Oh, Mike? Upon further review, the Constitution doesn’t specify non-profit or for-profit either. But thanks for causing a thoroughly unnecessary controversy based on knee-jerk political correctness and sloppiness. Unless… you knew your theory was garbage all along, and were trying to bluff the Knapps into doing what you felt was the right thing, and their constitutionally guaranteed rights be damned. You wouldn’t do that, would you? I hope not. It would be unethical.

 

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Filed under Business & Commercial, Government & Politics, Law & Law Enforcement, Religion and Philosophy, Rights

Unethical Website of the Month: Million Hoodies Movement for Justice

Different hoodies, different races, same ethics...

Different hoodies, different races, same ethics…

Million Hoodies Movement for Justice is, in its own way, as racist as “Chimpmania,” and, I would argue, far more harmful.

The Chimpmania racists live on the margins of respectable civilization. They are the direct ideological descendants of those who wore hoods and lynched blacks in the South, but they operate in the shadows. Their hateful words and beliefs are almost universally recognized for what they are, the product of ignorance. The vast majority of Americans of any race or creed would be mortified to be associated with the site, or with anyone who read it.

In contrast, Million Hoodies Movement for Justice projects the sheen of respectability, and aims to advance legitimate, if debatable causes: the elimination of police militarization, and the banning of profiling. It is, however, as racist in its assumptions about whites as Chimpmania is regarding African-Americans, just more subtle. Continue reading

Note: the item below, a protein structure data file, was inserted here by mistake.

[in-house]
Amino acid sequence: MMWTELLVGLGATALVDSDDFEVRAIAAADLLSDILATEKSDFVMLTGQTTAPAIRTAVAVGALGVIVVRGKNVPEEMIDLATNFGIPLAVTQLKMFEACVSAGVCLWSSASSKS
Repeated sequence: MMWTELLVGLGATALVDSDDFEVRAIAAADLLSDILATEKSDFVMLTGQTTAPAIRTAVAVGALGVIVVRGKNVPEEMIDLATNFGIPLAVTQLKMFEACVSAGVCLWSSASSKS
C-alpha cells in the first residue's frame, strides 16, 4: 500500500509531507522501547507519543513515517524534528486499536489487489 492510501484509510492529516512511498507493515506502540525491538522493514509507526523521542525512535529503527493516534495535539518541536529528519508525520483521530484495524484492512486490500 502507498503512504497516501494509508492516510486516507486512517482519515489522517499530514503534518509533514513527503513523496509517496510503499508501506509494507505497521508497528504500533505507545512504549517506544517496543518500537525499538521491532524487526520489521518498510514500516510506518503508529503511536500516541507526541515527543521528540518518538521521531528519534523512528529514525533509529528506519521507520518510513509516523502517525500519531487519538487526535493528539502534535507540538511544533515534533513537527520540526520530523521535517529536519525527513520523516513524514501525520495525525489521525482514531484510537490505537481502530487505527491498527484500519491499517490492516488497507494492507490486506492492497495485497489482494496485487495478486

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Filed under Ethics Alarms Award Nominee, Ethics Train Wrecks, Government & Politics, History, Journalism & Media, Law & Law Enforcement, Race, U.S. Society, Unethical Websites

KABOOM!* An Unethical Loophole In The Justice System—And The Supreme Court Just Refused To Remove It

Screenshot_loophole

Radley Balko, the libertarian investigative reporter, reports in his Washington Post column on a sentencing anomaly I was blissfully ignorant of before, and was a happier man for it. He writes…

Think the government must convict you of a crime before it can punish you for it? Think again.Most Americans probably believe that the government must first convict you of a crime before it can impose a sentence on you for that crime. This is incorrect: When federal prosecutors throw a bunch of charges at someone but the jury convicts on only some of those charges, a federal judge can still sentence the defendant on the charges for which he was acquitted. In fact, the judge can even consider crimes for which the defendant has never been charged.

Balko was writing about Jones v. United States,  in which the jury found three Washington, D.C.not guilty of a conspiracy to run an “open air” market for large quantities of illegal drugs on the streets of the nation’s capital, convicting them only of selling small quantities of the drugs, a relatively minor offense.  The judge, however—think about this, now—decreed that his sentence could also take into account the conduct that had led to the more serious conspiracy charge —that is, exactly the charges that the jury had acquitted them of—gave the three men sentences ranging from 180 to 225 months, while the crimes they were found guilty of committing would justify something in the range of 33 to 71 months. Continue reading

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Filed under Kaboom!, Law & Law Enforcement, Rights